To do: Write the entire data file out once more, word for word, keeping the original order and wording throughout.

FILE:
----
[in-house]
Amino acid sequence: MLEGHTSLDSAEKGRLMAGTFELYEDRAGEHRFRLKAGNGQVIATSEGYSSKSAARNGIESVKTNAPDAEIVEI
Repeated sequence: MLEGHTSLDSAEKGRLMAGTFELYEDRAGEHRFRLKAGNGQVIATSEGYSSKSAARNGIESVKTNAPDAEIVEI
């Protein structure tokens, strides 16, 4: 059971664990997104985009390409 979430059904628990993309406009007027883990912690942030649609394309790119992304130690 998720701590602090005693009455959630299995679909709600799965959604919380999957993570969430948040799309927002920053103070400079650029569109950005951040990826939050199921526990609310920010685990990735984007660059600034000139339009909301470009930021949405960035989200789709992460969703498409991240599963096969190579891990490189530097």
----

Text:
[in-house]
Amino acid sequence: MLEGHTSLDSAEKGRLMAGTFELYEDRAGEHRFRLKAGNGQVIATSEGYSSKSAARNGIESVKTNAPDAEIVEI
Repeated sequence: MLEGHTSLDSAEKGRLMAGTFELYEDRAGEHRFRLKAGNGQVIATSEGYSSKSAARNGIESVKTNAPDAEIVEI
């Protein structure tokens, strides 16, 4: 059971664990997104985009390409 979430059904628990993309406009007027883990912690942030649609394309790119992304130690 998720701590602090005693009455959630299995679909709600799965959604919380999957993570969430948040799309927002920053103070400079650029569109950005951040990826939050199921526990609310920010685990990735984007660059600034000139339009909301470009930021949405960035989200789709992460969703498409991240599963096969190579891990490189530097």